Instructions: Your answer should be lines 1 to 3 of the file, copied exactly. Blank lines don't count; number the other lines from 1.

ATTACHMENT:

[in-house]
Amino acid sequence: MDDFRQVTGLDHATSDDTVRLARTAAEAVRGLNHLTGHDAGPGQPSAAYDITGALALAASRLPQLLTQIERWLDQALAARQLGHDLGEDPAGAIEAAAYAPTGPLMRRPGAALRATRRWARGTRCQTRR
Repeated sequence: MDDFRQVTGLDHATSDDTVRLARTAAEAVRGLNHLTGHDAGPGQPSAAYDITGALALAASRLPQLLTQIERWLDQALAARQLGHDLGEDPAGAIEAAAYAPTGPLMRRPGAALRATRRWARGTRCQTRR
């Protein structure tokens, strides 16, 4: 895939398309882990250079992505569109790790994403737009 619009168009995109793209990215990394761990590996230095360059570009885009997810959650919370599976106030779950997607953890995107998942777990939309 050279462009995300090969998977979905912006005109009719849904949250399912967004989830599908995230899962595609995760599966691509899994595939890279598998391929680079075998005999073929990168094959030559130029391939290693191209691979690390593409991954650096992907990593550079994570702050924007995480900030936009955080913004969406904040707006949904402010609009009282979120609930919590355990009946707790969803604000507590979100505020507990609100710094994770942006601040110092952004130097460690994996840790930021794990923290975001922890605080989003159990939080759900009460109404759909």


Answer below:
[in-house]
Amino acid sequence: MDDFRQVTGLDHATSDDTVRLARTAAEAVRGLNHLTGHDAGPGQPSAAYDITGALALAASRLPQLLTQIERWLDQALAARQLGHDLGEDPAGAIEAAAYAPTGPLMRRPGAALRATRRWARGTRCQTRR
Repeated sequence: MDDFRQVTGLDHATSDDTVRLARTAAEAVRGLNHLTGHDAGPGQPSAAYDITGALALAASRLPQLLTQIERWLDQALAARQLGHDLGEDPAGAIEAAAYAPTGPLMRRPGAALRATRRWARGTRCQTRR